UB Law recognized by OBABL

Published October 25, 2012

The UB Law School has been chosen as one of the best law schools for black students. The recognition comes from On Being a Black Lawyer (OBABL), a resource center and social media firm that supports African-Americans’ success in law school.

OBABL’s “The Black Student's Guide to Law Schools” lists UB Law as one of the five best law schools in the East Coast region for black students. The list, which is not ranked, also includes the laws schools of Rutgers, the City University of New York, the University of Connecticut and the University of Maine.

Schools were chosen for inclusion based on eight factors: cost, alumni-placement rate, the number of distinguished black alumni, selectivity in admissions, black student population, the strength of the local legal job market, the local cost of living and the local black population. The rankings committee was composed of OBABL editorial staff, law school fellows and professional advisers.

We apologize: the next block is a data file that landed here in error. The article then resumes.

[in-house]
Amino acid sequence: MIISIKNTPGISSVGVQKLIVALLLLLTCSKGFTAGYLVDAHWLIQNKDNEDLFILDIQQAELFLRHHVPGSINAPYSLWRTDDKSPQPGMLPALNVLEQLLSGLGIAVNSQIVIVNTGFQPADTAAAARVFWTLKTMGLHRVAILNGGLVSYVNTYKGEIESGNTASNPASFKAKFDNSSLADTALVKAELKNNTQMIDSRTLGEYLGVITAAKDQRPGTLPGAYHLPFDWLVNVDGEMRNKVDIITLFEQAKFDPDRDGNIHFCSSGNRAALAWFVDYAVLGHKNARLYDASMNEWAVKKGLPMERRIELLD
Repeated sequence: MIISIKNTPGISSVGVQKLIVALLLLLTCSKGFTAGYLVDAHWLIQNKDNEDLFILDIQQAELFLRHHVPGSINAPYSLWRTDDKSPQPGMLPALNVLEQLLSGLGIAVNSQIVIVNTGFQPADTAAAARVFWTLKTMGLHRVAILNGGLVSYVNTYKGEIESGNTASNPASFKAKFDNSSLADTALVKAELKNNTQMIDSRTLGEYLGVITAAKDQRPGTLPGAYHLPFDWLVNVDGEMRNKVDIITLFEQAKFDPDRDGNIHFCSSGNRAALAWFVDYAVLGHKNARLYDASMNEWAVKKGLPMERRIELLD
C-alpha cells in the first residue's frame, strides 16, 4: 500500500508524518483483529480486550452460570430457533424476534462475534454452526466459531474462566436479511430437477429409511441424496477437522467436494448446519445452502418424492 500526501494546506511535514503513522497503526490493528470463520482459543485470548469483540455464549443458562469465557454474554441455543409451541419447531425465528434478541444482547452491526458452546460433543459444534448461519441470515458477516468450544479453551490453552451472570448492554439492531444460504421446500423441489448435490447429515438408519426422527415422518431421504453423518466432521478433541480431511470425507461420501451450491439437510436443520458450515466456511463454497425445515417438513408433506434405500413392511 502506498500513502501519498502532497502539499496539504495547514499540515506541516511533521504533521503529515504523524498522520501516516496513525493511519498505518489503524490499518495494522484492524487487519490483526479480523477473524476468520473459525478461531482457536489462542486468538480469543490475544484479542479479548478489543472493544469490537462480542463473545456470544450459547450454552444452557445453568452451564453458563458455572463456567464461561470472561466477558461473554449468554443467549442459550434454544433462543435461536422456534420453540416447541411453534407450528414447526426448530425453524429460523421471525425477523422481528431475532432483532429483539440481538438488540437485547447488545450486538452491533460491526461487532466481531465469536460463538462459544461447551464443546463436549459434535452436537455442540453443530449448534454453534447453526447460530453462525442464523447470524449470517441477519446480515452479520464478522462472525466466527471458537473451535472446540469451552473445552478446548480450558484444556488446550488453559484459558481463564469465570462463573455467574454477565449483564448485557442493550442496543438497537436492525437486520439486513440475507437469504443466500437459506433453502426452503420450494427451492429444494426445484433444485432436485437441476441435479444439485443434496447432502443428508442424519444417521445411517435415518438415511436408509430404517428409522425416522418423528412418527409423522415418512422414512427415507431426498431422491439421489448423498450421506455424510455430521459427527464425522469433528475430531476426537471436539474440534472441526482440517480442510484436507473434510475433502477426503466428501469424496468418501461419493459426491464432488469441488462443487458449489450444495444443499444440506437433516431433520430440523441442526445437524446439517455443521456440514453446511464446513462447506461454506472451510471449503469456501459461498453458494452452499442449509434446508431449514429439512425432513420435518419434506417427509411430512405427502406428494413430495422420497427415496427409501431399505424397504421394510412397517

“We believe law school graduates are best served when they attend law school in a region where they would like to work,” the book says. “Our best regional law schools are highly regarded, particularly in nearby states. Law graduates from these excellent institutions are well-positioned to have successful legal careers without the burden of excessive loan debt.”

The UB Law School has made diversity a priority in admissions and recruiting decisions, and students of color are a prominent presence at the school. Of the Class of 2015 that entered this fall, for example, 18 percent are persons of color. One very active student organization is the Black Law Students Association.

“We’re delighted at this recognition, which testifies to our commitment to creating a law school that looks like America,” said UB Law Dean Makau W. Mutua, the first person of color to lead the Law School in its 125-year history. “We are moving from a regional law school to one of national and global reputation. But as New York State’s only public law school, we have a responsibility to ensure access for talented students from all walks of life.”